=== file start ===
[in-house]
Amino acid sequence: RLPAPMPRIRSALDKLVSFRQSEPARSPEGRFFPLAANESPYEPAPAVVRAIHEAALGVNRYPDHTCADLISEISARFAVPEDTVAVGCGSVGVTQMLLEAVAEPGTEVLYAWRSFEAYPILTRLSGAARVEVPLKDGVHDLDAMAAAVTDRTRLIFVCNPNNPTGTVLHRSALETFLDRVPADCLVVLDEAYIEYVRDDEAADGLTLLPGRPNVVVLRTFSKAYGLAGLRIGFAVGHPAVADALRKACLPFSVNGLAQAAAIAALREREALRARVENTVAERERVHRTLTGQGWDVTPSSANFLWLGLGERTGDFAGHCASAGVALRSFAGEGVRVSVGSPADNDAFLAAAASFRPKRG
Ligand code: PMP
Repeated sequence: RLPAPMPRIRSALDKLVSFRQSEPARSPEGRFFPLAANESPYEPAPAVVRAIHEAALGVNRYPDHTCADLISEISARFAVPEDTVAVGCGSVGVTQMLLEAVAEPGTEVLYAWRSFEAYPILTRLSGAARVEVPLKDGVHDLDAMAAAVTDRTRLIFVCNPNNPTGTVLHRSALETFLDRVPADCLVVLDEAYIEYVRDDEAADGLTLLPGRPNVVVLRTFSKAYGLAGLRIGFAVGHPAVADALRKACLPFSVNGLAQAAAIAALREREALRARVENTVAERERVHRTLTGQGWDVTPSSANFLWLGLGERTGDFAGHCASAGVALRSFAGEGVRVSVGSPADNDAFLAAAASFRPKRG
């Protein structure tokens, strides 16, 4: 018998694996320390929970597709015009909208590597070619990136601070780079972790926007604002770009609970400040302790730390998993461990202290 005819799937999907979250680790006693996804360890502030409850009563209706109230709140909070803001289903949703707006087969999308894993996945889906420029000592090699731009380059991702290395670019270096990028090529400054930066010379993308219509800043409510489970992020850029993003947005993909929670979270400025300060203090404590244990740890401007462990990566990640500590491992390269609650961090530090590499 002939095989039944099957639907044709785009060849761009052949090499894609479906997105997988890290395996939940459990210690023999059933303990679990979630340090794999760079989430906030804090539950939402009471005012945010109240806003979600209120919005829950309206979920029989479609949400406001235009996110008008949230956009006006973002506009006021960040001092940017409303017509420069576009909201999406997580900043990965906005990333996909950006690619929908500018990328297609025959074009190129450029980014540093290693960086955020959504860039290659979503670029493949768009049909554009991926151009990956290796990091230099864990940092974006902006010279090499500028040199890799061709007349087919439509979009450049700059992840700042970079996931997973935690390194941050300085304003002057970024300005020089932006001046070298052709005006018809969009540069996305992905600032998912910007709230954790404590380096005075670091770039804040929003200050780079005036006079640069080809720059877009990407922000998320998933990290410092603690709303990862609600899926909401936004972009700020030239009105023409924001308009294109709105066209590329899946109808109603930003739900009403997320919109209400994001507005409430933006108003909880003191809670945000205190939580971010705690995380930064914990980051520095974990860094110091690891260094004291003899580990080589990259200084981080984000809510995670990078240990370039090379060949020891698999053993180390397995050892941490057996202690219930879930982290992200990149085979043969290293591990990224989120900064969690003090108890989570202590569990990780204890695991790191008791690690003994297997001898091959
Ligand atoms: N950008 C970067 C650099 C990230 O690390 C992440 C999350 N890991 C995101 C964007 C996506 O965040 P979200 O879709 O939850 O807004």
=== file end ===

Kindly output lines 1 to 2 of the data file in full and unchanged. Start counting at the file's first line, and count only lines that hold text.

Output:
[in-house]
Amino acid sequence: RLPAPMPRIRSALDKLVSFRQSEPARSPEGRFFPLAANESPYEPAPAVVRAIHEAALGVNRYPDHTCADLISEISARFAVPEDTVAVGCGSVGVTQMLLEAVAEPGTEVLYAWRSFEAYPILTRLSGAARVEVPLKDGVHDLDAMAAAVTDRTRLIFVCNPNNPTGTVLHRSALETFLDRVPADCLVVLDEAYIEYVRDDEAADGLTLLPGRPNVVVLRTFSKAYGLAGLRIGFAVGHPAVADALRKACLPFSVNGLAQAAAIAALREREALRARVENTVAERERVHRTLTGQGWDVTPSSANFLWLGLGERTGDFAGHCASAGVALRSFAGEGVRVSVGSPADNDAFLAAAASFRPKRG